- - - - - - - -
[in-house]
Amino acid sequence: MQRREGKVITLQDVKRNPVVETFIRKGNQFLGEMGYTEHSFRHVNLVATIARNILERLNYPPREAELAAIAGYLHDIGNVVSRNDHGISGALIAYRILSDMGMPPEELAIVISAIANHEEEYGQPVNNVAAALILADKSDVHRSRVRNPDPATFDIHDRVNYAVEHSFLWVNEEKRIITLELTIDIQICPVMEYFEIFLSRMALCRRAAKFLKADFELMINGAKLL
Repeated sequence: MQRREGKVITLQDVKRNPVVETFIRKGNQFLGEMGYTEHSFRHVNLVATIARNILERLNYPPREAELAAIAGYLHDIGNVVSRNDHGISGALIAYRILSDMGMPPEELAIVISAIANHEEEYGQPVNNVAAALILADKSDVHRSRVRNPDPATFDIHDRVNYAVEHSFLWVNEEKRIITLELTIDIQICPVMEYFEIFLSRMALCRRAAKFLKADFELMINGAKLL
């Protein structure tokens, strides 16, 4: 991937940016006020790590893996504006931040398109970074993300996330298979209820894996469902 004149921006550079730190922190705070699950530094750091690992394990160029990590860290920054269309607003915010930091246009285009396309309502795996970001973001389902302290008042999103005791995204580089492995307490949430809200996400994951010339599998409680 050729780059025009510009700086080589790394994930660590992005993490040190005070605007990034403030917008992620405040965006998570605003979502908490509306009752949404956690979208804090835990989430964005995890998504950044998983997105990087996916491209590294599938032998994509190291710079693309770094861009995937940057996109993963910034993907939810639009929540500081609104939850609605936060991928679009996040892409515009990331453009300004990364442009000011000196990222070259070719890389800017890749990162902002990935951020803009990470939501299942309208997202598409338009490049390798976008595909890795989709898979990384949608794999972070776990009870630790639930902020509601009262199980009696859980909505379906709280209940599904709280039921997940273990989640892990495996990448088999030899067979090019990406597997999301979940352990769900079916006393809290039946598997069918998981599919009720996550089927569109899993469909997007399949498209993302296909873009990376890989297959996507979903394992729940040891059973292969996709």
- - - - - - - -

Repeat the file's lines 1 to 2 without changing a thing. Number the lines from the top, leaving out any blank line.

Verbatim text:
[in-house]
Amino acid sequence: MQRREGKVITLQDVKRNPVVETFIRKGNQFLGEMGYTEHSFRHVNLVATIARNILERLNYPPREAELAAIAGYLHDIGNVVSRNDHGISGALIAYRILSDMGMPPEELAIVISAIANHEEEYGQPVNNVAAALILADKSDVHRSRVRNPDPATFDIHDRVNYAVEHSFLWVNEEKRIITLELTIDIQICPVMEYFEIFLSRMALCRRAAKFLKADFELMINGAKLL